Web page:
Using Math Journals to Enhance Second Graders’ Communication of Mathematical Thinking is a research article written by Kathleen Kostos and Eui-kyung Shin in the Early Childhood Education Journal. Kostos and Shin (2010) felt, “It is important for students to be able to demonstrate their mathematical thinking as well as their method to solving the problem” (p.223). According to Kostos and Shin (2010), the National Council of Teachers of Mathematics guidelines state,

Teachers are encouraged to promote a math program that should allow students to organize and consolidate their mathematical thinking through communication; communicate their mathematical thinking coherently and clearly to peers, teachers, and others; analyze and

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The findings showed an improvement on students’ mathematical thinking through math communication, increased use of mathematic vocabulary, and math journals can also be used as an assessment tool (Kostos & Shin, 2010). The pre and post assessment that was administered to the sixteen students showed one student’s score remained the same, one’s score decreased, but there was an increase in the overall score of the remaining thirteen students. There was also significant growth in the students’ journal writing scores initially five students scored zero, six students scored one, and four scored two out of a total of two points. However, by the second entry no student scored a zero, and as the weeks progressed the researcher notated the students’ details, verbiage, and step-by-step explanations were much better too. Therefore, Kostos was able to conclude there was an improvement of students’ communication of mathematical thinking (Kostos & Shin, 2010). The students used mathematical terms throughout many entries in their journals. The increased use of mathematical vocabulary was evident in not only the students’ journals, but in their interviews and the teacher’s reflective journal. Therefore, there was an increase of mathematical vocabulary in their written and oral communication. Lastly, the study provided the teacher insight into the students’ thought process and their comprehension of math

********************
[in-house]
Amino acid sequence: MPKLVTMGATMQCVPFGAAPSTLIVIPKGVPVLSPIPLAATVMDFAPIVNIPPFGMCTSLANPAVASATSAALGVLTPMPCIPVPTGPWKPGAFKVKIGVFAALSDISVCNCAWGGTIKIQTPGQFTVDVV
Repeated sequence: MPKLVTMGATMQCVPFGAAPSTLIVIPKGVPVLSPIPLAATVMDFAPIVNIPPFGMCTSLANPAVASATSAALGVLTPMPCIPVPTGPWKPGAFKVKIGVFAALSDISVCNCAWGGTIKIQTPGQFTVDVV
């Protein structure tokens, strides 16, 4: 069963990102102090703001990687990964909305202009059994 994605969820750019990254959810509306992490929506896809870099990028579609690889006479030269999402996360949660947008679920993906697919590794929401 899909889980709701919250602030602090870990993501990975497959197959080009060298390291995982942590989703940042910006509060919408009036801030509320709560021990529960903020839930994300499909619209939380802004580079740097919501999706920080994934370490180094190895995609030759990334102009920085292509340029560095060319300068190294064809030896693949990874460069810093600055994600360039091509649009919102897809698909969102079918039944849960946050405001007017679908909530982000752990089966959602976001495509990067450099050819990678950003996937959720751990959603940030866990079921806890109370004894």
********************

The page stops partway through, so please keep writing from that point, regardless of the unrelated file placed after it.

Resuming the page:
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It is not the act of mimicking the teacher, drilling concepts, and computations, but taking risk, thinking through problems, and defending mathematical ideas (Bay-Williams, Karp, & Walle, 2016). While thinking through a problem writing is crucial in defending mathematical ideas. However, in mathematics writing is not only comprised of words and/or numbers, but also illustrations like pictures, tally marks, etc. can help communicate the student’s math thinking (Bay-Williams et al.). There is a learning barrier when students cannot or do not explain their mathematical reasoning for an answer. Therefore, when student independent writing in mathematics is only used as a tool to assess it proves to be less beneficial to students. However, using continual writing assignments that force students to justify and explain increases students’ proficiency in mathematics (Baxter, Olson, & Woodward, 2005). For that reason, daily and/or weekly mathematic journal writing is a good tool to use in math class. In a seventh grade study, it was observed that students’ being able to understand how to work through problems that were challenging by writing through their thought process in their journals generally helped them see errors and eventually solve problems (Baxter et al.). Study shows that students that can reflect upon their learning and evaluate their own learning processes